That is the million-dollar question. With land selling for $8,000+/acre in Iowa, there appears to be a fever pitch in acquiring land assets. Of course, the alternative energy boom, compounded with volatility in equity markets and Wall Street with large paper wealth gains in farm balance sheets allowing individuals to financially leverage for more appreciation, sets a stage similar to the late 1970s.

Conditions to set the stage for sub-prime bubble in agriculture:

1. Any shift in government policy that reduces incentives for alternative energy could be a crushing blow.

2. An increase in long-term interest rates of 100 basis points or more will create a bear market for land.

3. A slow down of the U.S. and global economic environment reducing the demand for alternative fuel and energy in general would ripple through rural America, resulting in a bearish attitude.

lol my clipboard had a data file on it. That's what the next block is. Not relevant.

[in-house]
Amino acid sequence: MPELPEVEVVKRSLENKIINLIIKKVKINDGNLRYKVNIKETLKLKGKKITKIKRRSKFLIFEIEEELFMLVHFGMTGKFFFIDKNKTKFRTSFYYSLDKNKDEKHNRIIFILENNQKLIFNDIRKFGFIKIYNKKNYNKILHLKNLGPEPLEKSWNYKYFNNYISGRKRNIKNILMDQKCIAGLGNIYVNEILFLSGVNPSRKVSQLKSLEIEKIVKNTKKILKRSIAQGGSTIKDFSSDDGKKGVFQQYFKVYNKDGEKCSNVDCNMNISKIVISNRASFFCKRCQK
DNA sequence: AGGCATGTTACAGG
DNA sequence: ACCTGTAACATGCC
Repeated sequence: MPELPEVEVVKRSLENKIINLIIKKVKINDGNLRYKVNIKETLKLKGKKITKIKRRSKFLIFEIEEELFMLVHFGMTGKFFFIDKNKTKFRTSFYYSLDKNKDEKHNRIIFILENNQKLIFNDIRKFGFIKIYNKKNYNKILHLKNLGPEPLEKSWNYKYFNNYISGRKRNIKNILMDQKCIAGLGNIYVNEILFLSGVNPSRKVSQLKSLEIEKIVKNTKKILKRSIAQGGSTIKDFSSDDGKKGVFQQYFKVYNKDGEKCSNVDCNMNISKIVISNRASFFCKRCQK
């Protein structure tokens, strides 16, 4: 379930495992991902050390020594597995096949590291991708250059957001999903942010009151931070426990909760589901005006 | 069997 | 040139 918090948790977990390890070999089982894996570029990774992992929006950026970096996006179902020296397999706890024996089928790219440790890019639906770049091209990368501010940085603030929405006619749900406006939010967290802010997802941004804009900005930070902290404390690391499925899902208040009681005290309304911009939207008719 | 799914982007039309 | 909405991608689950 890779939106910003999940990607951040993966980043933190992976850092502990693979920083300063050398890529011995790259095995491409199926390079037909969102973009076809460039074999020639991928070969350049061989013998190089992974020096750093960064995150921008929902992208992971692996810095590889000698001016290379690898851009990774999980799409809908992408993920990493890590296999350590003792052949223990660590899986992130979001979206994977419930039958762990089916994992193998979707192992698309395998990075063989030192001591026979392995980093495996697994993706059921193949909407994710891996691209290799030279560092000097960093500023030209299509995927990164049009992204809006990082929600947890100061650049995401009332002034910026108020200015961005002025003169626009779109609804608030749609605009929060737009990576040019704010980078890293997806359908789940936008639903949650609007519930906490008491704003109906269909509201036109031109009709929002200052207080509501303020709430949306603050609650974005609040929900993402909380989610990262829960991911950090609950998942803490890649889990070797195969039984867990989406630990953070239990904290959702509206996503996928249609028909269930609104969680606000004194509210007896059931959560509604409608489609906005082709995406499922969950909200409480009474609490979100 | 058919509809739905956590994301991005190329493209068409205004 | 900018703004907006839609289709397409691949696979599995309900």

The residential sub-prime lending regulators are tightening lending standards with all institutions. Policy changes could occur with agriculture lenders, as well. Lending institutions will be seeking higher quality financial underwriting standards from borrowers.

The bottom line finds more downside risk potential in land values compared to upside capital appreciation. This fall and winter could be interesting.

Editor’s note: Dave Kohl, The Corn And Soybean Digest Trends Editor, is an ag economist specializing in business management and ag finance. He recently retired from Virginia Tech, but continues to conduct applied research and travel extensively in the U.S. and Canada, teaching ag and banking seminars and speaking to producer and agribusiness groups. He can be reached at sullylab@vt.edu.